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I Momentum not conserved for Contracting Concentric Shells

  1. Dec 5, 2016 #1
    So I have two concentric spherical shells of masses. Say outer is M(out) and inner is M(in) with radii R(out) and R(in) respectively. Let's assume that they are the same magnitude for mass and also that there is nothing but empty space between them.

    Assume that both are flexible and can stretch like balloons at the same time, the particles that comprise them are solid like billiard balls. So stretching/contracting simply means that the spacing of these particles get smaller/bigger with time.

    Well, initially, they are both M(in) and M(out) at rest.

    But then they attract each other via the inverse square law of gravity. The inner shell doesn't stretch outward at all since we know that the gravitational field due to the outer shell is 0 everywhere inside of it. But from the outer spherical shell's perspective, the inner spherical shell can be considered a point mass. So every piece of the outer shell is being pulled on by M(in). This makes M(out) contract towards M(in) with increasing velocity while M(in) doesn't move.

    Here is what happens: M(out) contracts inward towards M(in). M(in) will stay fixed since there is no influence from M(out).


    Intially, as the outer sphere contracts, due to the symmetry, the vector momentum of each piece of M(out) will cancel out with another piece of M(out), specifically the opposite side. So momentum is conserved if the system is M(out) only.

    However, if we consider M(out) as a whole, it would have a radial momentum inward. But M(in) has no radial momentum outward. So momentum is not conserved.

    Can this be fixed if we consider momentum of gravitational field?

    If we create a mathematical spherical volume V ecapsulating both shells at time t=0, then we can analyze how the momentum changes with time.


    As the outer sphere contracts, the change in volume delta V becomes filled with the field lines from the outer shell. Since the field due to the M(in) is fixed for any region outside R(in), the displacement in volume corresponds to an increase field density. We see that the field density would increase with time within V.

    So there are two contributions to momentum. The momentum of p=m*v and the momentum of the gravitational field. Both are from the outer shell, M(out) only.

    So the flux momentum of this field is increasing inwards through time and the radial momentum of M(out) mechanical motion is increasing inwards as well and are both in the same direction.

    So does this mean momentum is not conserved for this situation? Perhaps its a time delayed effect? That is the situation changes after the collision. But I thought momentum of a isolated system doesn't depend on time.
     
  2. jcsd
  3. Dec 5, 2016 #2

    A.T.

    User Avatar
    Science Advisor
    Gold Member

    This is not how conservation of a vector quantity is defined.

    And why make stuff so complicated? Just take two equal masses, initially together at rest, which fly apart so they now have "outward momentum". The actual total momentum is still zero.
     
  4. Dec 5, 2016 #3

    Dale

    Staff: Mentor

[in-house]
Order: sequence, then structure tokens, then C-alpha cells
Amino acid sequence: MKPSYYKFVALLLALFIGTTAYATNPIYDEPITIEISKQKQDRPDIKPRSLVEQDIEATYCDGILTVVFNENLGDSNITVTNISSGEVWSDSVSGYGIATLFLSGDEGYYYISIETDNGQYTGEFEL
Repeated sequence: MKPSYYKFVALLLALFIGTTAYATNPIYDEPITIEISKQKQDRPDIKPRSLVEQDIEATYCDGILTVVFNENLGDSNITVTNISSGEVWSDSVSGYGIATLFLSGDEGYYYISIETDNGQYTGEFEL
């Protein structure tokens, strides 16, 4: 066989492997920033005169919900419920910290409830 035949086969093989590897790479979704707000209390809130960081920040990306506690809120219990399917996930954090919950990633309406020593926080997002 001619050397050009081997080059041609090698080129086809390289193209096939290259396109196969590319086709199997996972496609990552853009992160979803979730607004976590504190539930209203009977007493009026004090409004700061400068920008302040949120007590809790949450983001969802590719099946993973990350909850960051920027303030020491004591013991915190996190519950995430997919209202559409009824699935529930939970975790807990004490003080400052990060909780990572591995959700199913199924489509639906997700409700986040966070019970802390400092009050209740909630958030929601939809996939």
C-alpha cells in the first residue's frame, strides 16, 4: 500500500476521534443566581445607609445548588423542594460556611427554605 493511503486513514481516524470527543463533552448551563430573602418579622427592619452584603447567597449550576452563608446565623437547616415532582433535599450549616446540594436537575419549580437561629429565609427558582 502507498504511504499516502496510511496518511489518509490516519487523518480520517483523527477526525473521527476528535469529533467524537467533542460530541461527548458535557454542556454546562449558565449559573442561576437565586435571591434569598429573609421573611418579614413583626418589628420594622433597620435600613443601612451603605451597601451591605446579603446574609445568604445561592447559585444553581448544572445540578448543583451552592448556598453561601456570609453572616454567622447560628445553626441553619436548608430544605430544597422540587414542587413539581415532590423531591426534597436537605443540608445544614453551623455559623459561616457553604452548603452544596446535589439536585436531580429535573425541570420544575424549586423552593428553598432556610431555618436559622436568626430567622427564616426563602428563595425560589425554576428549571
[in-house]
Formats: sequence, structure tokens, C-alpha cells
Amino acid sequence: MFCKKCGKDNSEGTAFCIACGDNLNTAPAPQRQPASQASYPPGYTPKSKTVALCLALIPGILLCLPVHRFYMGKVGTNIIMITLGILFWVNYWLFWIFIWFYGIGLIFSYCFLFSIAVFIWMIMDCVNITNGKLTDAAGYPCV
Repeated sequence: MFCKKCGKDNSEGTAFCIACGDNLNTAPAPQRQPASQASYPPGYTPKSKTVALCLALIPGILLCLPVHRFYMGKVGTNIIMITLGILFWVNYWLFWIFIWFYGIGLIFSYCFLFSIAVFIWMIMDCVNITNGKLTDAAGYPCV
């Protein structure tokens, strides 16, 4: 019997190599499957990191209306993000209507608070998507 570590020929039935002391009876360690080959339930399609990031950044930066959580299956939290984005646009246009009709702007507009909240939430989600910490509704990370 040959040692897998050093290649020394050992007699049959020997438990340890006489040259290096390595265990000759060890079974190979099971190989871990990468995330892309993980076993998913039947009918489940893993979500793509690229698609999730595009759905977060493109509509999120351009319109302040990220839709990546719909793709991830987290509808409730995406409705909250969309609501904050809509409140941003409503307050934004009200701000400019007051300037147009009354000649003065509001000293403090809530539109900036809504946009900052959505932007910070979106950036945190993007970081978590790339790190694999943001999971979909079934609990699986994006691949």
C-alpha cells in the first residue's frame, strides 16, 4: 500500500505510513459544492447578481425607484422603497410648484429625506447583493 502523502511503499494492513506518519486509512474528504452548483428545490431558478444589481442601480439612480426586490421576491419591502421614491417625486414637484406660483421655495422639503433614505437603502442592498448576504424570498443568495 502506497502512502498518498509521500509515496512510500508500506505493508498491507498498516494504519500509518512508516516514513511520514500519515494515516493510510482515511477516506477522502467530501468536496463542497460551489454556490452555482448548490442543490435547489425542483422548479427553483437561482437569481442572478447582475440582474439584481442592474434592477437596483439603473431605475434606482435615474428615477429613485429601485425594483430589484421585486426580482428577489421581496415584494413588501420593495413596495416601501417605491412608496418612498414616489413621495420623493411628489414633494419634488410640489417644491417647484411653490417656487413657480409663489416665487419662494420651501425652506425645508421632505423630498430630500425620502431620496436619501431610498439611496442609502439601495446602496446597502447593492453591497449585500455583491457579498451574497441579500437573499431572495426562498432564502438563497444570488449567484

This "radial momentum" doesn't exist. Or rather, it is a personal concept that you invented which has nothing to do with standard momentum concepts. Specifically, your "radial momentum" is not conserved, but the statement that "momentum is not conserved" is false and does not follow from the fact that your invented "radial momentum" is not conserved.

    Please stick to standard terminology and concepts.
     
  5. Dec 5, 2016 #4
    Momentum would still be conserved in this situation, even without looking at the momentum of the g-field. It is true that the M(in) mass is a point mass for all intents and purposes, so it can be ignored. Instead, it is M(out) we should concentrate on. Each point on M(out) moves with the same speed due to symmetry, and they each move towards the centre. And as you said, the momentum of pairs of opposite pieces is zero, so p is conserved.

    However, you mention M(out) "as a whole" and from that stems the idea of a net radial momentum. But considering each bit of M(out), as was done in the analysis above is considering M(out) as a whole. There is no net radial momentum, because even though an individual piece of M(out) has a net radial momentum, its opposite would have radial momentum directed in precisely the opposite direction, so that overall there is no net momentum.

    If you still wish to look at it "as a whole", then that would analysing the motion of the centre of mass of the system M(out) and M(in). M(out) is symmetrical, and thus the centre of mass is at the centre of M(out), and since M(in) is considered as a point mass, it too is at the centre of M(out). Thus, we can ignore M(in) since it is not moving and look at the motion of M(out)'s CM instead. For a sphere, the centre of mass is always at its centre, and since the whole of M(out) is moving with the same speed, M(out) never deforms. It hence remains a sphere throughout, so the centre of mass does not move at all. Since the CM does nor move at all, the momentum, which the mass of the system times the velocity of the CM, is zero throughout. While it is true that each component of M(out) moves, they always move in such a way that their positions form a sphere
     
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